86.5% of respondents support mandatory country of origin labels for meat. A large majority (82%) support mandatory labels on GMOs, but curiously about the same amount (80%) also support mandatory labels on foods containing DNA. The least popular policies were bans on transfats, bans on sales of marijuana, and a tax on sugared sodas. Only about 39% of respondents supported a sugared soda tax.

Secondly, participants were asked “Did you read any books about food and agriculture in the past year?”   Just over 16% of participants stated that they had read a book related to food and agriculture in the past year.  About 81% answered “No”, and 3% answered “I don’t know”.

Those who answered “Yes” were asked: “What is the title of the most recent book you read about food and agriculture?” The vast majority of responses were of the form “I don’t remember” or “cannot recall”. Fast Food Nation, Food Inc., and Omnivore’s Dilemma were each mentioned about three times. The Farmer’s Almanac and Skinny Bitch were mentioned twice. One respondent mentioned the bible.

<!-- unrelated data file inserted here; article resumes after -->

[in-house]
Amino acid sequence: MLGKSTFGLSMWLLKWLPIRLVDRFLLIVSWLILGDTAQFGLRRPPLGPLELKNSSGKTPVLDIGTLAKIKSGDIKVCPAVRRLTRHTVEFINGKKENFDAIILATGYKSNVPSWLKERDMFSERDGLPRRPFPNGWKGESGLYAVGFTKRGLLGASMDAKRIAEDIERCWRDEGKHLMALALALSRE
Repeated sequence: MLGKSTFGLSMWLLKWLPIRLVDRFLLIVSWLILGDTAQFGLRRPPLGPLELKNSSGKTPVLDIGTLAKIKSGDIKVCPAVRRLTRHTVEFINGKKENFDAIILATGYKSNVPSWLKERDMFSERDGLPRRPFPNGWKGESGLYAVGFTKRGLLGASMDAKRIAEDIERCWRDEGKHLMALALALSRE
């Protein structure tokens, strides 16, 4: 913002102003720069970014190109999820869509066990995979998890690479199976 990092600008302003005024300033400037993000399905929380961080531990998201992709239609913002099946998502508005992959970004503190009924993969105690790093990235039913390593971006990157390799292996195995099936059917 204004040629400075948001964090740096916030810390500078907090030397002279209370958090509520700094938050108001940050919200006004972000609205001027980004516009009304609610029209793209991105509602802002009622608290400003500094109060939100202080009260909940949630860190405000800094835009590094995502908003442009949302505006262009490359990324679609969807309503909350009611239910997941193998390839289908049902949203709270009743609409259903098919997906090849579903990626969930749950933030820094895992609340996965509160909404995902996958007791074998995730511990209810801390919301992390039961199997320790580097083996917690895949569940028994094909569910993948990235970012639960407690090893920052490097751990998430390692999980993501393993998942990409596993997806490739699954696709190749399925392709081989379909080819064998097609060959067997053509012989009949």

View all of Jayson Lusk's Blog Posts on his site

Wednesday, January 14, 2015

Call for papers: Re-assessing rural areas & Approaching the challenges for new “ruralities”

Global Growth Agendas: Regions, Institutions and Sustainability

May 24-27, 2015
Università Cattolica del Sacro Cuore, Piacenza, Italy
Rural areas are at times assumed to be characterized by low distribution income and low levels of social and economic capital. This lagging condition was due to a multitude of constraints to development: poor economic potential, isolation, absence of agglomeration economies and creativity. In addition, many scholars thought that these areas were only reservoir of natural resources or specialized only in traditional agricultural activities.